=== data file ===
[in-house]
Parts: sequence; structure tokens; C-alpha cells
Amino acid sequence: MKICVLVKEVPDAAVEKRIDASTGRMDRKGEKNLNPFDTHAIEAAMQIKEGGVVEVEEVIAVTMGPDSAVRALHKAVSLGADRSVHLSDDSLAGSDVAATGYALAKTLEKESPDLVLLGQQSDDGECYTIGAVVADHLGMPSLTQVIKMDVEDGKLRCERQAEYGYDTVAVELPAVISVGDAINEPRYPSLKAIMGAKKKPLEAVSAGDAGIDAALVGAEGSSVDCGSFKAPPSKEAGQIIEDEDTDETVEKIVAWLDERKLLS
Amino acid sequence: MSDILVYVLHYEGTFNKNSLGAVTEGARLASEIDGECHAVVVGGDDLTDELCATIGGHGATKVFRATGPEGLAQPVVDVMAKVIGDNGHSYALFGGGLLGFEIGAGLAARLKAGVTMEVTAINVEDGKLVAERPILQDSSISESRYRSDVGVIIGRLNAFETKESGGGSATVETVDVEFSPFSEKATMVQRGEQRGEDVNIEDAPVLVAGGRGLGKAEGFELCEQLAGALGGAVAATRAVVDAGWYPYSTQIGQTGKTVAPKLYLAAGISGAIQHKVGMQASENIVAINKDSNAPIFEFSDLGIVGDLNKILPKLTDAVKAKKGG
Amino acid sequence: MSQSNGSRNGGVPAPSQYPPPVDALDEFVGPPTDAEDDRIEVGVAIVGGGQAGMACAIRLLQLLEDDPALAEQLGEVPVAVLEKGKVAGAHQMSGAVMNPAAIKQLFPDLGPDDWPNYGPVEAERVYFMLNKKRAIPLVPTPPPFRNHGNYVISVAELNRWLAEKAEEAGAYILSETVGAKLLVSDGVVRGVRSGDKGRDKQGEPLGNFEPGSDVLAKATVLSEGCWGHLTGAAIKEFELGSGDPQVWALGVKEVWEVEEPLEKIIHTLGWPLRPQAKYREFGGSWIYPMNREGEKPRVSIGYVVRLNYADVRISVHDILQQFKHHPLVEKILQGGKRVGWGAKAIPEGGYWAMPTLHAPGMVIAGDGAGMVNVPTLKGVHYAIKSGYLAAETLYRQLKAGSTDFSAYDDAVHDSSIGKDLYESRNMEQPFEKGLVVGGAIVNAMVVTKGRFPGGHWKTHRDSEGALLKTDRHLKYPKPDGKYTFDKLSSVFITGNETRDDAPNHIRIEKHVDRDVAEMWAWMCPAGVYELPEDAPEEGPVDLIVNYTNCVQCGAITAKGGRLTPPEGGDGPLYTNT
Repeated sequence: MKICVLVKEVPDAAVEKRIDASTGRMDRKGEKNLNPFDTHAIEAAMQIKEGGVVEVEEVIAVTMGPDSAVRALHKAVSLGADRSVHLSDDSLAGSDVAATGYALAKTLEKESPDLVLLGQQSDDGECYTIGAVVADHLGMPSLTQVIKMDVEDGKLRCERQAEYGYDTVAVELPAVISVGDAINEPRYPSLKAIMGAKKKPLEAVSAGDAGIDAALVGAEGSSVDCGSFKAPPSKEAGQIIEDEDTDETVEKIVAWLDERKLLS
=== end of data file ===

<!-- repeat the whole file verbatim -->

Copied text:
[in-house]
Parts: sequence; structure tokens; C-alpha cells
Amino acid sequence: MKICVLVKEVPDAAVEKRIDASTGRMDRKGEKNLNPFDTHAIEAAMQIKEGGVVEVEEVIAVTMGPDSAVRALHKAVSLGADRSVHLSDDSLAGSDVAATGYALAKTLEKESPDLVLLGQQSDDGECYTIGAVVADHLGMPSLTQVIKMDVEDGKLRCERQAEYGYDTVAVELPAVISVGDAINEPRYPSLKAIMGAKKKPLEAVSAGDAGIDAALVGAEGSSVDCGSFKAPPSKEAGQIIEDEDTDETVEKIVAWLDERKLLS
Amino acid sequence: MSDILVYVLHYEGTFNKNSLGAVTEGARLASEIDGECHAVVVGGDDLTDELCATIGGHGATKVFRATGPEGLAQPVVDVMAKVIGDNGHSYALFGGGLLGFEIGAGLAARLKAGVTMEVTAINVEDGKLVAERPILQDSSISESRYRSDVGVIIGRLNAFETKESGGGSATVETVDVEFSPFSEKATMVQRGEQRGEDVNIEDAPVLVAGGRGLGKAEGFELCEQLAGALGGAVAATRAVVDAGWYPYSTQIGQTGKTVAPKLYLAAGISGAIQHKVGMQASENIVAINKDSNAPIFEFSDLGIVGDLNKILPKLTDAVKAKKGG
Amino acid sequence: MSQSNGSRNGGVPAPSQYPPPVDALDEFVGPPTDAEDDRIEVGVAIVGGGQAGMACAIRLLQLLEDDPALAEQLGEVPVAVLEKGKVAGAHQMSGAVMNPAAIKQLFPDLGPDDWPNYGPVEAERVYFMLNKKRAIPLVPTPPPFRNHGNYVISVAELNRWLAEKAEEAGAYILSETVGAKLLVSDGVVRGVRSGDKGRDKQGEPLGNFEPGSDVLAKATVLSEGCWGHLTGAAIKEFELGSGDPQVWALGVKEVWEVEEPLEKIIHTLGWPLRPQAKYREFGGSWIYPMNREGEKPRVSIGYVVRLNYADVRISVHDILQQFKHHPLVEKILQGGKRVGWGAKAIPEGGYWAMPTLHAPGMVIAGDGAGMVNVPTLKGVHYAIKSGYLAAETLYRQLKAGSTDFSAYDDAVHDSSIGKDLYESRNMEQPFEKGLVVGGAIVNAMVVTKGRFPGGHWKTHRDSEGALLKTDRHLKYPKPDGKYTFDKLSSVFITGNETRDDAPNHIRIEKHVDRDVAEMWAWMCPAGVYELPEDAPEEGPVDLIVNYTNCVQCGAITAKGGRLTPPEGGDGPLYTNT
Repeated sequence: MKICVLVKEVPDAAVEKRIDASTGRMDRKGEKNLNPFDTHAIEAAMQIKEGGVVEVEEVIAVTMGPDSAVRALHKAVSLGADRSVHLSDDSLAGSDVAATGYALAKTLEKESPDLVLLGQQSDDGECYTIGAVVADHLGMPSLTQVIKMDVEDGKLRCERQAEYGYDTVAVELPAVISVGDAINEPRYPSLKAIMGAKKKPLEAVSAGDAGIDAALVGAEGSSVDCGSFKAPPSKEAGQIIEDEDTDETVEKIVAWLDERKLLS